Sorcerers and warriors have long battled over control of the titular Holy Grail, like the denizens of Westeros warring over the Iron Throne. Fate/Zero's protagonists are scattered across a handful of clans who have participated in the Grail War for generations. Alliances are formed and broken, rivalries are forged, and every single person in the Grail War has their own perfectly understandable motives for taking part in it. This time, however, some of the participants don't just want the Grail; they yearn for the Grail's destruction and an end to the Grail War. Similar to Game of Thrones, there are no purely good or purely evil characters in Fate/Zero, just characters with varying levels of ambition.



Durarara is more magical realism than high fantasy, but perhaps that's why its large group of eccentric characters strikes a chord. They all live and work in Ikebukuro, a district of Tokyo known for its restaurants, arcades, and specialty stores. It's a place for thrill-seeking people to gather, and while this doesn't sound quite as exciting as battling White Walkers or dragons, the characters themselves range from serial killers to supernatural creatures to members of the Russian mafia. Ikebukuro is a place where you can get anything and anything can happen, an all-you-can-eat buffet of bizarre situations, all overseen by a character who is just as manipulative as Littlefinger or Varys. Durarara transcends the slice-of-life anime genre and becomes a fascinating exploration of the human need for love and acceptance, even when some of those who seek love most are literally the least human.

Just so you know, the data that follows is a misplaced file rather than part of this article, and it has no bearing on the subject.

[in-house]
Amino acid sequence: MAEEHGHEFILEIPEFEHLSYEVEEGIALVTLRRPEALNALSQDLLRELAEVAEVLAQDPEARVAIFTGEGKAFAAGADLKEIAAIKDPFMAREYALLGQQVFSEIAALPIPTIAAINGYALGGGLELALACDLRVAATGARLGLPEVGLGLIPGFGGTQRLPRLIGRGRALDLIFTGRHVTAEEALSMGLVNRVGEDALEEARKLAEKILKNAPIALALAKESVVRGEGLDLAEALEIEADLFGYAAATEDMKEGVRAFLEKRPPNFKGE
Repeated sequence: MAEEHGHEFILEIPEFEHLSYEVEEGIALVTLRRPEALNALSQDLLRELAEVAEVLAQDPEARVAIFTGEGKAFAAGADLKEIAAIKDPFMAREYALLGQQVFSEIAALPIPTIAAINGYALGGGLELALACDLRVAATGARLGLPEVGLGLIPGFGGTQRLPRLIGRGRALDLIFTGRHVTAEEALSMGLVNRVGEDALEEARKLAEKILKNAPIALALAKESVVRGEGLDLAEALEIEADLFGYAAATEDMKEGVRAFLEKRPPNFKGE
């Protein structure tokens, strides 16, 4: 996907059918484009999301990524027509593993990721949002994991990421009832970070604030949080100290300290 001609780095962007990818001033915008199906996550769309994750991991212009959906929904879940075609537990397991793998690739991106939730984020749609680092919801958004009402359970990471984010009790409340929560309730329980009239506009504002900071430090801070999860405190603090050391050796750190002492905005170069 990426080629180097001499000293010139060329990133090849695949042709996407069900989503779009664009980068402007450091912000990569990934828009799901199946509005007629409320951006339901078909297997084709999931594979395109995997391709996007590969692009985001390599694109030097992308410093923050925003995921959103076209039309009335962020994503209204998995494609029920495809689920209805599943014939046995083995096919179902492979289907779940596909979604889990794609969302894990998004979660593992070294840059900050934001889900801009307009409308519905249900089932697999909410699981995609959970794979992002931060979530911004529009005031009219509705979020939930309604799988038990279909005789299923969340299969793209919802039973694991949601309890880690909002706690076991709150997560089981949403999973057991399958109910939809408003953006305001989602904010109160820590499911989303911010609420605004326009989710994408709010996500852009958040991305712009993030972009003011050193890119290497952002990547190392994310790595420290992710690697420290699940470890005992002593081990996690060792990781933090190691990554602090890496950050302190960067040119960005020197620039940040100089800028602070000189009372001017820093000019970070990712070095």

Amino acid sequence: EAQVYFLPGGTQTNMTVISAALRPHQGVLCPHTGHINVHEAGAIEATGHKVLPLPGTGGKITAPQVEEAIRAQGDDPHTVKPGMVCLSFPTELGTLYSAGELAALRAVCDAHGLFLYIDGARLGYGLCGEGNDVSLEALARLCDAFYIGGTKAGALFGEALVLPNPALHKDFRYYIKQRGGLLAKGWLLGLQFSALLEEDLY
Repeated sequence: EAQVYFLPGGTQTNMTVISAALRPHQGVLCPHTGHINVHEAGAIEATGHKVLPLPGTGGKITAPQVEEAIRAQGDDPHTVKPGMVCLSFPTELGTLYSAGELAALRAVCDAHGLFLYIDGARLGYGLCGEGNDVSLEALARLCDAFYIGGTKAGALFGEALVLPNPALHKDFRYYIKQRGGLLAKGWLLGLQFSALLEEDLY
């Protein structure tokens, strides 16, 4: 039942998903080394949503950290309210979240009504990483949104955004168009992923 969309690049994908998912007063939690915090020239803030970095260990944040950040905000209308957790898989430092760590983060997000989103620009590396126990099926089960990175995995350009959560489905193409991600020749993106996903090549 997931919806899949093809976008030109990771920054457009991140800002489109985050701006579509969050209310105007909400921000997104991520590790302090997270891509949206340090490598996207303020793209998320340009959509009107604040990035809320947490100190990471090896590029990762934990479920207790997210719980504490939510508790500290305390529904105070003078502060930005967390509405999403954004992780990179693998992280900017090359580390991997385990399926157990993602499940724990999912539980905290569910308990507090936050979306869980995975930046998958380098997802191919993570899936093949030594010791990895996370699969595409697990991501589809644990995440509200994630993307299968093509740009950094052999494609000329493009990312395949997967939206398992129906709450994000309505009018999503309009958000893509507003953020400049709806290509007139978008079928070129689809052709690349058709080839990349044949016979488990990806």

Heavily-armed elf

Honorable Mention: GATE

If you've ever wondered what might happen if a world like Westeros were suddenly invaded by a modern-day military force, then check out GATE. A mysterious portal to a pastoral planet suddenly appears in Tokyo, and the Japanese self-defense force has to figure out how to deal with the bizarre army that saunters through the rift. The Japanese military sends a well-armed envoy through the portal to explore the new dimension. Are orcs, dragons, and staff-wielding mages any match for missiles, machine guns, and radar technology? Short answer? No. The series spends two whole episodes on a group of helicopters and their quest to take down a menacing dragon that's been destroying villages all across the countryside. It's not realistic in the least, but dang, after watching GATE it's fun to imagine what a fully armed naval destroyer might do to Euron Greyjoy's fleet of ships or a horde of White Walkers.